It’s not fear of litigation. They have no problem definitively saying Trump colluded with Russians and Kavanaugh sexually assaulted someone. It’s fundamentalist SJW/civil libertarian mumbo-jumbo masquerading as journalistic integrity. They don’t have the integrity to say that they don’t have all the facts and don’t want to tell her half of the story and/or say what they’re reporting is factual and her name, whatever it is, is irrelevant to the facts.

  2. But a sexual misconduct investigation deemed that he was in the wrong, not Julia.

    One wonders the outcome of that investigation if the sexes were reversed. Do they have an equivalent saying for that? Like, “Hell hath no fury like a male graduate student scorn’d.”

  3. when “Julia,”

    Here we go again.

    Julia grew disappointed that he was not taking their relationship more seriously, and she threatened to publicize the more embarrassing messages.

    It’s good to know everyone else is going to extreme lengths to protect her privacy.

  4. I’d sure like to know what line of study “Julia” was in. That way I can better judge how dumb Flor was for ever saying “good morning” to her.

    1. Probably MBA, although it wouldn’t surprise me if she had some stupid grievance or social science degree from her undergrad days.

      1. I can’t imagine that both isn’t an option. Considering social engineering degrees at even engineering-heavy, rural, land-grant schools, I can’t imagine there’s not at least one MBA/Women’s studies dual or combined degree program in every state.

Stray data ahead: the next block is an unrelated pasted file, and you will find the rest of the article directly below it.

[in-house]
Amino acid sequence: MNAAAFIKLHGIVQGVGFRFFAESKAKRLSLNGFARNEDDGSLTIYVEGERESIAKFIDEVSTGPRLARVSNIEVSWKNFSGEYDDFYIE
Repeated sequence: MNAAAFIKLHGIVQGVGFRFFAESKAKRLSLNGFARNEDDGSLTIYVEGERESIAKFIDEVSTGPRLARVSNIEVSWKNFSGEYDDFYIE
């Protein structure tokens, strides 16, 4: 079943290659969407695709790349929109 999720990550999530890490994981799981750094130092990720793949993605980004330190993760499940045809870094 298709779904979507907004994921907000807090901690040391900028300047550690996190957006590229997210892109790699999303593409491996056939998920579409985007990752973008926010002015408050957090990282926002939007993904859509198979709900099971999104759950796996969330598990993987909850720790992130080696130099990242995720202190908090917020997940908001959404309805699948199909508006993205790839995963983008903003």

5. He also offered Julia a low-paid summer research position, which she declined.

    I would say that if Flor made any mistake of an official, procedural nature, this was it.

  6. Time to close all universities for two years. Tell all the students to learn to do electrical or carpentry stuff and earn enough to pay off their existing debts. (do NOT learn to code)
    Then when the schools open up again, with all federal loan programs ended, they can pick a school that actually teaches.
    And for those who cannot live without federal edicts, restrict all schools to a classroom teacher to all other employees ratio of only one ‘other’ for each 7 real teachers.

    1. That’s a interesting idea which needs exploration, what with all this talk of writing off all school debt.

      Perhaps write it off in exchange for living in a barracks and working; get whatever job you can, live in a barracks, commute by prison-style bus, and all the money you make goes to pay off your school debt.

      Perhaps something similar for those who feel in the need of slavery / female/ LGBT reparations: work for the people who sponsor those reparations, live in a barracks, ad there’s your reparations.

    2. “restrict all schools to a classroom teacher to all other employees ratio of only one ‘other’ for each 7 real teachers.”

      You may want to consider an exception to that for “housekeeping”/janitorial services.

  7. Hurrrrrrrrrrrrrrrrrr employees shouldn’t have any protections. Businesses can do whatever they want durrrrrrrrrrrrrrrrrrrrrrrrrrrrrrrrrrrrrrrrrrrrrrrrrr.

    What a life it’d be if everybody got the privileges libertarians wants to give to kiddie fuckers, illegal beaners and sex predators.

    1. Interesting take.

  8. Folks who didn’t read the original article from Soave should probably check it out. It includes a lot more detail that makes the school’s treatment of him particularly egregious.

    Among other things, they ruled that him reporting a blackmail attempt was the wrong thing for him to do.

  9. This must be “Julia” from Obama’s “The Life of Julia”?

  10. Is anybody else’s ‘Recommended video’ at the end of the article an ironic ad for The Grudge?

Please to post comments

Comments are closed.